A bicyclist in North Park on Dec. 20, 2022.
A bicyclist in North Park on Dec. 20, 2022. / Photo by Gabriel Schneider for Voice of San Diego

San Diego should think about business more when it sets climate policy, business groups argued to the Council’s Environment Committee Thursday, before the committee unanimously approved a new tool to help guide its decision making on key climate actions.

The tool is intended to prioritize the 190 different things San Diego can do to eliminate greenhouse gasses under Mayor Todd Gloria’s Climate Action Plan 2.0. It’s a scoring system that weighs each action by its impacts on greenhouse gasses, and other factors like air quality, and equity developed by the city’s Independent Budget Analyst’s Office or IBA. 

But before the committee acted, industry representatives during public comment argued the city was too focused on cutting emissions, and not enough on other considerations.

Lauren Cazares, a policy advisor with the San Diego Regional Chamber of Commerce, said the policy undervalues the benefits certain climate actions may have on local jobs and the economy.

“How is the city going to meet these ambitious goals without the partnership and expertise from the private sector?” Cazares asked. 

Craig Benedetto, a lobbyist for the commercial real estate industry, called the new policy “skewed” and “not reflective” of input from jobs and housing creators. 

The City Council left the creation of this new climate scoring system in the hands of the IBA, which conducted its own public outreach campaign to weigh what impacts of climate policy people found most important. Councilwoman Jen Campbell pointed out that the IBA only had 22 respondents to a virtual public forum that influenced the rankings. Jobs and economy ranked lowest in terms of importance to climate action. Greenhouse gas emission reductions ranked highest.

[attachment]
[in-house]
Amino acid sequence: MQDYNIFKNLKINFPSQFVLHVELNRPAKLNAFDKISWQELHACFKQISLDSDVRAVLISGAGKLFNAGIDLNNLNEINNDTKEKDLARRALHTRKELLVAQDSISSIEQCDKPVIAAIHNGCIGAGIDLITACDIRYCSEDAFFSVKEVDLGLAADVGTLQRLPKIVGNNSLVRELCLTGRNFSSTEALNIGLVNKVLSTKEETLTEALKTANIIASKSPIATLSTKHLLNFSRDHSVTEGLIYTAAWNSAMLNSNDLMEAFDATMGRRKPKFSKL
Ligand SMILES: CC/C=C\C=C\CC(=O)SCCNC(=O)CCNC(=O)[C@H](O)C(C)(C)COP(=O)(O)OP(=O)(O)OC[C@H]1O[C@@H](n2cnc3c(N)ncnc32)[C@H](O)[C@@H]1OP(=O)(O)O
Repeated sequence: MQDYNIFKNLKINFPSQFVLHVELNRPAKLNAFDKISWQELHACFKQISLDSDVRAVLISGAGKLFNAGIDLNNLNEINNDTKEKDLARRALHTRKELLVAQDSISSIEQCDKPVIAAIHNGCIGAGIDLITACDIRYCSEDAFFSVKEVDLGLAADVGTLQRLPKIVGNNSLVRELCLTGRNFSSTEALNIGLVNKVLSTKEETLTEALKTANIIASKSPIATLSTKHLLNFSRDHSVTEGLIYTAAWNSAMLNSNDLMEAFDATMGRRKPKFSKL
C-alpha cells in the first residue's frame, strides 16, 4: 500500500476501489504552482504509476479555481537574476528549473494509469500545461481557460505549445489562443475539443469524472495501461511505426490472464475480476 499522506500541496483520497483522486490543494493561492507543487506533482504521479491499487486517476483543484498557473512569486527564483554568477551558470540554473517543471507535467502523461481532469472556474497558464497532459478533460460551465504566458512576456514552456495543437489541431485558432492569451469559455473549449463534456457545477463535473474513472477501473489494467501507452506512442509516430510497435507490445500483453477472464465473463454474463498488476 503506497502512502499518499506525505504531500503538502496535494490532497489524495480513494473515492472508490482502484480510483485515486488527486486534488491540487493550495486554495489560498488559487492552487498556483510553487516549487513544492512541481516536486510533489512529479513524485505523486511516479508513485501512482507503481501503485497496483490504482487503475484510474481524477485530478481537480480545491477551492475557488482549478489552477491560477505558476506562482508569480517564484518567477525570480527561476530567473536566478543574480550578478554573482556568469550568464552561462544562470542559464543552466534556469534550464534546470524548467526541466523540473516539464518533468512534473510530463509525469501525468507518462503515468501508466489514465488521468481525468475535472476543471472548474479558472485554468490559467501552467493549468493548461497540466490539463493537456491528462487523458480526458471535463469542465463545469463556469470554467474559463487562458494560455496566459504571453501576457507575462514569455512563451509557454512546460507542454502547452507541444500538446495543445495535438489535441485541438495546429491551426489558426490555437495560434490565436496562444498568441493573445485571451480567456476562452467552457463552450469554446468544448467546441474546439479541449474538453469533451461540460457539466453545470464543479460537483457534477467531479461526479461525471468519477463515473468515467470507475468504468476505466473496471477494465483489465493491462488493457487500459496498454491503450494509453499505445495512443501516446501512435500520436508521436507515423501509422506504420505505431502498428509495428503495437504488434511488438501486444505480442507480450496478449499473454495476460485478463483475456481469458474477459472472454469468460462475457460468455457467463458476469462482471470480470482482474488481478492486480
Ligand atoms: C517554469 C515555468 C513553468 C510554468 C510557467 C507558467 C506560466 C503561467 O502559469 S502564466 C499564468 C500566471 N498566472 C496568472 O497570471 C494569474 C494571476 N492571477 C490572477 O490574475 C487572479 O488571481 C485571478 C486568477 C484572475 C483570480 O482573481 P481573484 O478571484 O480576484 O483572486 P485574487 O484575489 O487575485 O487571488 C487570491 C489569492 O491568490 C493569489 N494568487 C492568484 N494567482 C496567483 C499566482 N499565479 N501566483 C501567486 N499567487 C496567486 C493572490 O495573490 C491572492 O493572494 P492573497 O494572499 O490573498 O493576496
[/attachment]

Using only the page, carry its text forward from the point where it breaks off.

“Scientifically, this is not a good study,” Campbell said. “I think it is true that greenhouse gas numbers are on everyone’s mind because after all that’s what’s warming the climate most. …but to base a whole lot on 20 people in a city of 1.5 million is not a good idea.”

Jordan More, fiscal and policy analyst with the IBA, said this wasn’t meant to be a scientific study in the first place. But the policy shakes out which climate actions are the biggest impact to emissions. 

“The point is, the prioritization policy shows what the most important things are, the biggest action is the roadmap to decarbonization (of buildings) and that’s 10 points ahead of everything else,” More said. “That shows a big signal.”

Councilman Joe La Cava, the committee chair, asked that this policy be reviewed each year.

“This is among the most difficult, conceptual policies our city has ever seen,” Councilman Raul Campillo said. “This is like inventing calculus and probably just as hard. This is not the tool we’ll use to solve every problem. But what it will help us solve are the ones that are immensely important to solve.” 

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  1. It’s amusing that Councilman Raul Campillo equates forming an environmental policy to inventing calculus. 20 people out of the population of San Diego is hardly statistically significant, and any environmental model is highly dependent on factors out of the city council’s control.

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